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For Electric Cooperative Members

Climbing the Career Ladder … Safely

From classroom education to hands-on training, today’s electric linemen don’t lack for help

Danny Williams was 22 years old in January 1965 when he landed a job in Brady at what was then called McCulloch Electric Cooperative.

He began as a groundman—a grunt—and started climbing the career ladder, setting poles and running wire on a construction crew, climbing poles as a journeyman lineman, and earning supervisory roles as a line superintendent and outside operations manager.

Williams learned as he worked, but not from safety instructors or textbooks. His teachers were the electric linemen around him, the grizzled veterans who knew firsthand the life-threatening risks of the job: falls, electrical burns, electrocution. It was an old-fashioned schooling for the Brady native whose 21-year stay with the electric co-op led him to career heights beyond his dreams.

Almost half a century later, as the 67-year-old Williams looks back, it’s clear that much has changed: McCulloch is now known as the Brady Division of Sharyland Utilities, which acquired the co-op in 1999. And Williams, as manager of lineman safety and training programs for Texas Electric Cooperatives (TEC), sees what a difference formal education is making for the state’s crop of electrical linemen.

Today’s linemen—and apprentices working hard to become linemen—have a much better handle on the complexities of an increasingly high-tech industry that demands a broad skill set. Whether it’s practicing overhead line construction, grasping the intricacies of single- and three-phase transformers, or learning to communicate better and stay safe at work via job briefings, linemen are getting an open-book and hands-on training experience.

Williams says with similar education and training available in 1965, he would have been much better prepared for his lineman career. Now, as manager of TEC’s Loss Control Department, he’s helping mold the futures of young, and older, linemen who have that same determined gleam in their eyes.

“It’s so satisfying to teach somebody,” Williams say. “You see the lights come on. There’s no better feeling in the world.”

TEC’s Loss Control curriculum represents the interests of 64 electric co-ops and 33 municipalities and contractors. As a key component of the overall program, Loss Control specialists teach lineman schools at electric co-ops around the state, using state-of-the-art training fields and equipment.

Loss Control also coordinates the National Rural Electric Cooperative Association’s Rural Electric Safety Achievement program and provides Occupational Safety and Health Administration, or OSHA, general industry training.

TEC gives lineman hopefuls a head start through the four-year Electric Distribution Lineman Apprenticeship Training Program that’s certified by the U.S. Department of Labor.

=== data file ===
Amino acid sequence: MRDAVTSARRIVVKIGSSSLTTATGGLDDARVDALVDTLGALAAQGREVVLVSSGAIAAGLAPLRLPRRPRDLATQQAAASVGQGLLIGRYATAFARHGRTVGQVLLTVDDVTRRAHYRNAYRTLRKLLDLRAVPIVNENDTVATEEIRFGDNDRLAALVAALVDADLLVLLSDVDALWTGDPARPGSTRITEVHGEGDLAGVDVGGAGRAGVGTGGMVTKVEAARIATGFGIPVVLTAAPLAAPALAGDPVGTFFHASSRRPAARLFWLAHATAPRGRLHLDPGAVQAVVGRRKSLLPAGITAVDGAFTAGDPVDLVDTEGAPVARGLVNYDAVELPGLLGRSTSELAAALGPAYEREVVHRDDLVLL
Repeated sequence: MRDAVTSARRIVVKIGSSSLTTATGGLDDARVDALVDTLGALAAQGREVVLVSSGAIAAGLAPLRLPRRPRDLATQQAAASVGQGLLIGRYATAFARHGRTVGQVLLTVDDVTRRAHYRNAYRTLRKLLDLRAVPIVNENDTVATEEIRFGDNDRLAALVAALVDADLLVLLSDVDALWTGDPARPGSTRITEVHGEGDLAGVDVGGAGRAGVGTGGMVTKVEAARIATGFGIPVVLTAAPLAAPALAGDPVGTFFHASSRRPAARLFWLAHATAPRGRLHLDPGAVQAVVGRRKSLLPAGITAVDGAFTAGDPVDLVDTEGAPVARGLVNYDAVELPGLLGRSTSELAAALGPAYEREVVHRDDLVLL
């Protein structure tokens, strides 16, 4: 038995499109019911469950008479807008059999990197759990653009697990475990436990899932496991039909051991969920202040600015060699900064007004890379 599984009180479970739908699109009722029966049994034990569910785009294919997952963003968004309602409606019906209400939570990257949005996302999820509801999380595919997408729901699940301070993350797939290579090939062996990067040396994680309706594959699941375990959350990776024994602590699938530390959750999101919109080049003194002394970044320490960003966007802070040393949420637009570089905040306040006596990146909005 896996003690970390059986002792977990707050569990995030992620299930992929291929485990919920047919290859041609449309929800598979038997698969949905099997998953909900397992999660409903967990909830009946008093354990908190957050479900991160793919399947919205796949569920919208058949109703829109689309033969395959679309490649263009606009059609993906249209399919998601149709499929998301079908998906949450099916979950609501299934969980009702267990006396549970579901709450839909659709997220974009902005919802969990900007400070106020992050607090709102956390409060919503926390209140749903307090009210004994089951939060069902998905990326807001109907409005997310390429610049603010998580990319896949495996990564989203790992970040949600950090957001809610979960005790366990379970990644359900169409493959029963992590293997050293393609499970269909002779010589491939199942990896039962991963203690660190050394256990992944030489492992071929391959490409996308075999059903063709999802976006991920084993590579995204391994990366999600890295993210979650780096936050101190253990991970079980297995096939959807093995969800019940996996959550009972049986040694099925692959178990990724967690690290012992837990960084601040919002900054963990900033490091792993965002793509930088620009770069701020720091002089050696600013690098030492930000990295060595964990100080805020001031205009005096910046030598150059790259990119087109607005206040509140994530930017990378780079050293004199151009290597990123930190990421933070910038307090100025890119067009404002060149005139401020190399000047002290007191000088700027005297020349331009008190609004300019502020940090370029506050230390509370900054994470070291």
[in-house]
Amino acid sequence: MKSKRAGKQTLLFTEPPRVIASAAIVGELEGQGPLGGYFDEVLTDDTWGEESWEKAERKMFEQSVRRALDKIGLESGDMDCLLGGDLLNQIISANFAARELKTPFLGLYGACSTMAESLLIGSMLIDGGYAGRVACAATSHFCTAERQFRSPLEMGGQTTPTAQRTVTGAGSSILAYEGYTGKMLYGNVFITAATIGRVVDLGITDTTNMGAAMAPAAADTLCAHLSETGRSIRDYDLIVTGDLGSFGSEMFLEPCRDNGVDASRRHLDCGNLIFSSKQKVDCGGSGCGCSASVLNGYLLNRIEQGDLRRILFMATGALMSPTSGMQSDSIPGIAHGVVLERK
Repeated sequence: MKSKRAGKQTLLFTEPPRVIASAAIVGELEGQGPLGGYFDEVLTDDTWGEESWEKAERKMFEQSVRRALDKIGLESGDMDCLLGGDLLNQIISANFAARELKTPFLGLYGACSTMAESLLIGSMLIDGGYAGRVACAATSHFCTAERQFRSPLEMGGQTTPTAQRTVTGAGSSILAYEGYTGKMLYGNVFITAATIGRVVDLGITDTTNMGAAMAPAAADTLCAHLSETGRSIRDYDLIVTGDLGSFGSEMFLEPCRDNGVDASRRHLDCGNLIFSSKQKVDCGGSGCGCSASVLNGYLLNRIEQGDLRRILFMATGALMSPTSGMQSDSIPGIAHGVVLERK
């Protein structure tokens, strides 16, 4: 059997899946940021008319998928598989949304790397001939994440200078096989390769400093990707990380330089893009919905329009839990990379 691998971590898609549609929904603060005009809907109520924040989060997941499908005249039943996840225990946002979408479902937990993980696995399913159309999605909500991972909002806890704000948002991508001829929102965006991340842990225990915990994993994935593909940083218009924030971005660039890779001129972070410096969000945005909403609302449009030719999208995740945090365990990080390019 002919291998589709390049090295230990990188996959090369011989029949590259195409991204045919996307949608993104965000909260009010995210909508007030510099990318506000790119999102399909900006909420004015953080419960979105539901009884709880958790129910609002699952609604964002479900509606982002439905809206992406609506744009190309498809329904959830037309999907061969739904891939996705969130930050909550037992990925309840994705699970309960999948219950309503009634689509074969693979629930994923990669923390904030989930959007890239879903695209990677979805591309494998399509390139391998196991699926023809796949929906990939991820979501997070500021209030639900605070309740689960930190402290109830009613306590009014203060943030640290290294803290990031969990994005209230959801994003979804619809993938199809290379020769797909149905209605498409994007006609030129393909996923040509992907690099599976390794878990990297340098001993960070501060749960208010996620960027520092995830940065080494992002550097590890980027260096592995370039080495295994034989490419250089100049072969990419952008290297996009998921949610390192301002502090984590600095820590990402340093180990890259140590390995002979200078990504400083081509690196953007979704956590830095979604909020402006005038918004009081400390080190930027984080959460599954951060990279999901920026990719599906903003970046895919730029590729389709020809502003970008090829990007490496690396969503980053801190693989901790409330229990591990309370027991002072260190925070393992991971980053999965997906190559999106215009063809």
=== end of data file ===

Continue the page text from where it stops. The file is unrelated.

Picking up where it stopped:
TEC is not alone in its quest to give apprentices a well-rounded education as they embark on their careers—or, for older linemen attending classes, the training they never received 20 or 30 years ago. While TEC does not have exclusive partnerships with any college, it does advise 10 schools on what to include in lineman training curriculum.

Most prominently, TEC facilitates certificate degree programs and associate degree plans at South Plains College in Levelland and Western Texas College in Snyder.

Many TEC members (electric co-ops only) and nonmembers (municipalities and contractors) enroll students in Loss Control’s training program, so a typical start might look like this: Get hired by one of those organizations, some of which also conduct their own training, and begin formal training with TEC.

Some Texas electric co-ops are requiring applicants to receive lineman training at the college level. But whether lineman candidates train solely through Loss Control’s curriculum or mix in college education with on-the-job training, the goal remains the same: Get certified as a journeyman lineman, generally a four-to-six-year process. (Texas does not license electric linemen; certification is done by the electric co-op or utility under the jurisdiction of the U.S. Department of Labor.)

Most TEC members use the 8,000-hour apprentice program developed by the Department of Labor as a guide, says Tiffin Wortham, vice president of Member Services for TEC.

The training path differs around the state. Guadalupe Valley Electric Cooperative (GVEC), for example, typically hires individuals with no electrical line-work experience and starts training them on-site while also enrolling them in the TEC Loss Control program and South Plains College’s associate degree program. Over the past year, the co-op hired two individuals who received electrical lineman training certificates from South Plains College.

After four years of intense training, GVEC apprentices are eligible to test and become a lineman. Extensive training, says Bobby Christmas, the co-op’s engineering and operations manager, makes apprentices smarter, wiser and safer linemen.

“If you choose not to take the classes, work safely and maintain a positive, can-do attitude,” Christmas says of the training, “then you choose not to work here. We want to make sure our line crews are properly trained, work safely and are willing to provide the membership of GVEC the absolute best customer service possible.”

Camille Wheeler, associate editor